its neo-Ottoman legacy in the Middle East.
Having said that, Turkey today has far
from reverted to the Cold War-era role as a US
proxy undercutting Russian interests. Perhaps the
apt description of Turkey would be the coinage by
the influential US think tank Center for a New
American Security, which in a major report
co-authored with the German Marshall Fund of the
United States named it as one of the "global
swing states" in the international system. (The
other three are Brazil, India and Indonesia.)
The Americans have a way of coining
eye-catching phrases, but in this case there is
some merit. The CNAS report argues that these
global swing states "hold the potential to renew
the inter-national order on which they, the United
States, and most other countries depend", and,
therefore, Washington should evolve a strategy "to
seize the opportunity to enlarge the international
order's base of supporters to include Brazil,
India, Indonesia and Turkey."
say, Russia too factors in that the consolidation
of the nascent strategic partnership with Turkey
can deliver a large geopolitical payoff. But the
big question is how the two regional powers bridge
the serious differences that have appeared with
regard to the security issues.
Moscow is preparing for a political transition in
Syria (which is only logical) but there are no
signs of any fundamental shift in its assessment
of the overall situation or of any inclination to
soften its resistance in the United Nations
Security Council to any Western attempt to force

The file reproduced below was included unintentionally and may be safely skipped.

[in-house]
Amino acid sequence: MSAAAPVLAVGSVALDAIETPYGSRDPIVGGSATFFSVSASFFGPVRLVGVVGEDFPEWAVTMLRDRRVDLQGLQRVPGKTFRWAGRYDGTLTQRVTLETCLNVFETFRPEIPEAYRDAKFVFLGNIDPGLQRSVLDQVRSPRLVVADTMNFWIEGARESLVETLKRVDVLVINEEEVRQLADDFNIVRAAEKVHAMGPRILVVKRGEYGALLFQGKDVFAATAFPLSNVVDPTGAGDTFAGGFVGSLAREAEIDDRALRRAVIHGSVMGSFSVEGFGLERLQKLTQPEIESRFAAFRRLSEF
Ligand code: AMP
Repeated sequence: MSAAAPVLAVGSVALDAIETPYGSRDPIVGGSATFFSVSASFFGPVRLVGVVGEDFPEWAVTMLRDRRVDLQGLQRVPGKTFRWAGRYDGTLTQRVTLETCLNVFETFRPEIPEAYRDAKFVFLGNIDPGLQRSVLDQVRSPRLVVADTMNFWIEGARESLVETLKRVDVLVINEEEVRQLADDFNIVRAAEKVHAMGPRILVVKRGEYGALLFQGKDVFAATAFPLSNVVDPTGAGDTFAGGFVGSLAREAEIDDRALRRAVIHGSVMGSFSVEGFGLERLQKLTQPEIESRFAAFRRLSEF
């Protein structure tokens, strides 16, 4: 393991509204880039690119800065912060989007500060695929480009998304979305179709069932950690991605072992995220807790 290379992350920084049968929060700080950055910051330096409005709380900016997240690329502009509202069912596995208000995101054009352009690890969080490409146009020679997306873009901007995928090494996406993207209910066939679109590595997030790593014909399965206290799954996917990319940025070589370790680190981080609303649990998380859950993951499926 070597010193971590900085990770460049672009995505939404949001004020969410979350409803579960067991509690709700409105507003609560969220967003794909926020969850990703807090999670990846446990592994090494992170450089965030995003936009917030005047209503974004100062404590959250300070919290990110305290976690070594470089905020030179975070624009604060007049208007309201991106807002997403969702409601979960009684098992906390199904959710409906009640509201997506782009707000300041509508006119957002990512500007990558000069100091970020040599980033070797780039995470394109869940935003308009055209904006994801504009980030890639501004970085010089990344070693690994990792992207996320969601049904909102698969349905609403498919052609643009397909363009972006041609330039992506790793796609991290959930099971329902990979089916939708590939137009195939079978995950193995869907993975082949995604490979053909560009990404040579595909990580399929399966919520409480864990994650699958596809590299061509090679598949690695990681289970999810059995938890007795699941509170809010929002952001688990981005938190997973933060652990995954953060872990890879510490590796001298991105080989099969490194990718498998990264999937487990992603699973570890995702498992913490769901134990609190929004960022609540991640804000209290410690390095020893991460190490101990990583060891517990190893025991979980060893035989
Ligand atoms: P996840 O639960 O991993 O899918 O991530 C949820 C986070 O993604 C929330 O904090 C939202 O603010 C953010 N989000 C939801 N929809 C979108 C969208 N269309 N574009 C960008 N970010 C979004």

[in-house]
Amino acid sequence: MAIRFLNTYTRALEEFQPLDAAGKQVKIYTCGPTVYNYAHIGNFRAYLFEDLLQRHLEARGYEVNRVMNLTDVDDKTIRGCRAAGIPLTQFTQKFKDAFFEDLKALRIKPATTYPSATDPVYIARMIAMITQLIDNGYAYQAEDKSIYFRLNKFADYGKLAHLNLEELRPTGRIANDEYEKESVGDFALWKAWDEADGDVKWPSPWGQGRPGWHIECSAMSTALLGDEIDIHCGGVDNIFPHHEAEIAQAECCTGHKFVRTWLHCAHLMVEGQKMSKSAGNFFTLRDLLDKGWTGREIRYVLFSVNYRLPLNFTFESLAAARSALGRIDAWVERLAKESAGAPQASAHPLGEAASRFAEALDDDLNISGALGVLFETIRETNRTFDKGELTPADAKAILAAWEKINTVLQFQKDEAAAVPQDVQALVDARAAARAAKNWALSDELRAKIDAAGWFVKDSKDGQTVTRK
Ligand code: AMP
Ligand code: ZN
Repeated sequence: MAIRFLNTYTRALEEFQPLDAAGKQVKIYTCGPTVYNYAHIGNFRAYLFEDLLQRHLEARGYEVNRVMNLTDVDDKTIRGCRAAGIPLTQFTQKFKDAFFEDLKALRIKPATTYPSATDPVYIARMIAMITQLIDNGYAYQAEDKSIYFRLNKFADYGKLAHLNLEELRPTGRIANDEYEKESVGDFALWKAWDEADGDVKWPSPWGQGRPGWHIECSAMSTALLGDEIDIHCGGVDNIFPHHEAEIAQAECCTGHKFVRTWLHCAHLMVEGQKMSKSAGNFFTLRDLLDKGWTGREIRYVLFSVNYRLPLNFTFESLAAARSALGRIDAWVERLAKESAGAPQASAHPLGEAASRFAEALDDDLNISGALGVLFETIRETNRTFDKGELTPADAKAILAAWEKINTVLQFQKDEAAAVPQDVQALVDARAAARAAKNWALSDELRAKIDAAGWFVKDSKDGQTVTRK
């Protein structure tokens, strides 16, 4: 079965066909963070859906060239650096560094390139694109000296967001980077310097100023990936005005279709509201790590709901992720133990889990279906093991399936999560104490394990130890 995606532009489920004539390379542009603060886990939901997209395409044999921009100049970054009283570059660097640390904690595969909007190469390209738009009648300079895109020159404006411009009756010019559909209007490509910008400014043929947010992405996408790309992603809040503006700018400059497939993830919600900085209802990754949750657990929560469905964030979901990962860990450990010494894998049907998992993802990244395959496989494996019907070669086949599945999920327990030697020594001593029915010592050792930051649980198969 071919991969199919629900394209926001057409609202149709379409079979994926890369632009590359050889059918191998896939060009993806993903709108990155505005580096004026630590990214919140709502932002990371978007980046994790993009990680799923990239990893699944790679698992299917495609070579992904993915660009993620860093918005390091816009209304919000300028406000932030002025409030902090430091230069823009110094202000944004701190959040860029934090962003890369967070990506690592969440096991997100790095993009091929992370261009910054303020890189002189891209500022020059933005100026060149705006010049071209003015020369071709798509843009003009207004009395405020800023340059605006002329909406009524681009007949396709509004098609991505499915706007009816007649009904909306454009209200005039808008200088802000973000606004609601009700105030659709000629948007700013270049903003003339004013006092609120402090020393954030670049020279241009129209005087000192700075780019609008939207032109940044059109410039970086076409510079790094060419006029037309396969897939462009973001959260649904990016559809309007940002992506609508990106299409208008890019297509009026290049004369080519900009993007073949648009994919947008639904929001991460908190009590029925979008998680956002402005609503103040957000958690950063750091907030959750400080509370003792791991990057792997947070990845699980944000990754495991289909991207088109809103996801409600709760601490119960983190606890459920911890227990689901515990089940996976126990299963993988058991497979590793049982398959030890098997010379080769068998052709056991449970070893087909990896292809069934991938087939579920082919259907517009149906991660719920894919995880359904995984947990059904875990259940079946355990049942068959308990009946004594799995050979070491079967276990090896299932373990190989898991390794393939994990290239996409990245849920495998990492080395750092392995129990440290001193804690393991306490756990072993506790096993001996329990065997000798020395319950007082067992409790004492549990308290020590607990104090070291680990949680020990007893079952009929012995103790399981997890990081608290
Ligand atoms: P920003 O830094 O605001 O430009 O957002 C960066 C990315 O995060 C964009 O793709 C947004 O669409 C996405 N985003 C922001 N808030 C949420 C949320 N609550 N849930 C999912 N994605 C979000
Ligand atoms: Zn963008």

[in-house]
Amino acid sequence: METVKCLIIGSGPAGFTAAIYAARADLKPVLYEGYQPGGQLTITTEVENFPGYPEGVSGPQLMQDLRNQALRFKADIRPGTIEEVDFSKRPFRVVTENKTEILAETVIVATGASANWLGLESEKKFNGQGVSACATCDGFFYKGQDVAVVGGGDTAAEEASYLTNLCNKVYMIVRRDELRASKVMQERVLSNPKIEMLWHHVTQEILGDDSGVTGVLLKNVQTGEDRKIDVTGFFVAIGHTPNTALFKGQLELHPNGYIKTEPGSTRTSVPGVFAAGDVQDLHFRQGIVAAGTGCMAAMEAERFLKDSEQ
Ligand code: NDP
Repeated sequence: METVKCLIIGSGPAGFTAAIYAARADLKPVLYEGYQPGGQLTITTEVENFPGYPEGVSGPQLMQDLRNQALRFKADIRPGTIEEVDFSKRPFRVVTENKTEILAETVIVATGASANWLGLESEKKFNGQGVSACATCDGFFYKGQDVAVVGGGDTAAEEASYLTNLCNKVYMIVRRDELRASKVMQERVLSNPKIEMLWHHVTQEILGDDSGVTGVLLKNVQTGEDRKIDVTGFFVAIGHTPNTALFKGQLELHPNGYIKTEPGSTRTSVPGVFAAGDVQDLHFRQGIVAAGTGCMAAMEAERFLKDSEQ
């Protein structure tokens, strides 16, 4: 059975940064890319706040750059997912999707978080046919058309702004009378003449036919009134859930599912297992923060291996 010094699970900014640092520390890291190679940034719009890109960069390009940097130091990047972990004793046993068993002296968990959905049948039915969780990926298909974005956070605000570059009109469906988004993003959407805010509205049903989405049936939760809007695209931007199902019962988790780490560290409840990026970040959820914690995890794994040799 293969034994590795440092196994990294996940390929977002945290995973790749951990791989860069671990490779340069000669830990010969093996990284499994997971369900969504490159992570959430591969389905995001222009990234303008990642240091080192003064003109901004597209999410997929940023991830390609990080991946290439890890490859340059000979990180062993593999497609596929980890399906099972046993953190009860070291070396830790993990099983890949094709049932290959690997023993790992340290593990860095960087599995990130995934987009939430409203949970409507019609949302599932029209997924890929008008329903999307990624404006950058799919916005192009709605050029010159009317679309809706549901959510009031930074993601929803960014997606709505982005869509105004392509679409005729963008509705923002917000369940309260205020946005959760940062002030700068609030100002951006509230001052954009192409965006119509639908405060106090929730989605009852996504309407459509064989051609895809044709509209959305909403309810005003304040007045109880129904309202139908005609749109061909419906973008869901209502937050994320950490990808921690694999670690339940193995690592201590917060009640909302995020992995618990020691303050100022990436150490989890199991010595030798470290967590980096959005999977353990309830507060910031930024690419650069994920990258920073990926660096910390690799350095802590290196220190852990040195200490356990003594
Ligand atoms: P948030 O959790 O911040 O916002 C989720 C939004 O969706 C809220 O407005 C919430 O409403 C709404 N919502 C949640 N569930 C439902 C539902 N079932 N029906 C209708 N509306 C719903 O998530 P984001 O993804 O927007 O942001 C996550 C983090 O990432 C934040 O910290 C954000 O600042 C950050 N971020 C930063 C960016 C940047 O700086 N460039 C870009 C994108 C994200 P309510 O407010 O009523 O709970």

"regime change" in Syria.
As for Turkey,
its adherence to the policy of seeking "regime
change" in Syria; its covert support to the Syrian
rebels; its axis with Qatar and Saudi Arabia -
these continue to remain the cornerstones of its
approach although Ankara could have its grievances
regarding the shortfalls in the support Erdogan
expected from the Barack Obama administration.
Erdogan made the observation this week,
"Putin is coming to Turkey on December 3, and we
will discuss the Syrian crisis. At the moment,
Russia is holding the key. Iran is not in a
position to hold the key anymore. Russia's
attitude is very crucial." Significantly, Erdogan
also publicly voiced in the same breath an
embittered opinion: "
The US has not shown a satisfactory
attitude so far. Some expressions used were,
'wait for the elections, after the elections the
situation may change.' The elections are over
and they say 'a new Cabinet will be established.
After the new Cabinet we can
To be sure, Putin and Erdogan
will make a renewed attempt to narrow their
differences over Syria. But the time is not ripe
for a joint Russian-Turkish initiative, although
Moscow and Ankara are the two key capitals that
can make a big difference to an easing of the
Both Putin and Erdogan
harbor huge ambitions for their countries'
respective roles in the emergent world order. But
they are realists as well. Their priority will be
to ensure that the critical mass that developed in
the Russian-Turkish strategic cooperation becomes
sustainable when the two countries' interests
grate against each other. Putin and Erdogan are
savvy enough to achieve that.
Ambassador M K Bhadrakumar was a
career diplomat in the Indian Foreign Service. His
assignments included the Soviet Union, South
Korea, Sri Lanka, Germany, Afghanistan, Pakistan,
Uzbekistan, Kuwait and Turkey.